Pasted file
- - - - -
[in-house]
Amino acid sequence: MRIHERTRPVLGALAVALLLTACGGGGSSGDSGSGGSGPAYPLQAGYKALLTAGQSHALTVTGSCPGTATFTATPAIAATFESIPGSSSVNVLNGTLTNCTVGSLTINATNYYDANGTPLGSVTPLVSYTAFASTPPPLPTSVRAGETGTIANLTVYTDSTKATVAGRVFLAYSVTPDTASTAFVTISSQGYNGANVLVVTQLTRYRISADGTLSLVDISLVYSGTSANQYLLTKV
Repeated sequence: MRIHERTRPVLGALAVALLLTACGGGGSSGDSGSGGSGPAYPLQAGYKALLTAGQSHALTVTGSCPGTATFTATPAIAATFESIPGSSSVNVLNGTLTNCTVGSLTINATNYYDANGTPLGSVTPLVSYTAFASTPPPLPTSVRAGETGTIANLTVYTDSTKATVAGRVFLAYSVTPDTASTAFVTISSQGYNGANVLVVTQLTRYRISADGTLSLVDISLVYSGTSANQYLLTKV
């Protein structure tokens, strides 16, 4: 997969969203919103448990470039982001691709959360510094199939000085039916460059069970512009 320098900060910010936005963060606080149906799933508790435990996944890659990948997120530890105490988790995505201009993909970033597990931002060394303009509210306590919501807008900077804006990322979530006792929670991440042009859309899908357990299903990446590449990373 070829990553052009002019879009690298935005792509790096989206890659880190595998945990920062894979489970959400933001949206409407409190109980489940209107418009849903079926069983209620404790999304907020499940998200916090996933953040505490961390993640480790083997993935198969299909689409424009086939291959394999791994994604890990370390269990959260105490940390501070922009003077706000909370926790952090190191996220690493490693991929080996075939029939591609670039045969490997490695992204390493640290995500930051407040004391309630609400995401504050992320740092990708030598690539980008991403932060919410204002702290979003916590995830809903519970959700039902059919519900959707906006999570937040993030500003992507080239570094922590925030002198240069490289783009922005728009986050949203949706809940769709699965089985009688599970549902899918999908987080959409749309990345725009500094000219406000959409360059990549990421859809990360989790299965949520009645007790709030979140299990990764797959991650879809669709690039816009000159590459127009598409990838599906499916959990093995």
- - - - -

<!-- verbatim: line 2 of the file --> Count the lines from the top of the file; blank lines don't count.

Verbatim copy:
Amino acid sequence: MRIHERTRPVLGALAVALLLTACGGGGSSGDSGSGGSGPAYPLQAGYKALLTAGQSHALTVTGSCPGTATFTATPAIAATFESIPGSSSVNVLNGTLTNCTVGSLTINATNYYDANGTPLGSVTPLVSYTAFASTPPPLPTSVRAGETGTIANLTVYTDSTKATVAGRVFLAYSVTPDTASTAFVTISSQGYNGANVLVVTQLTRYRISADGTLSLVDISLVYSGTSANQYLLTKV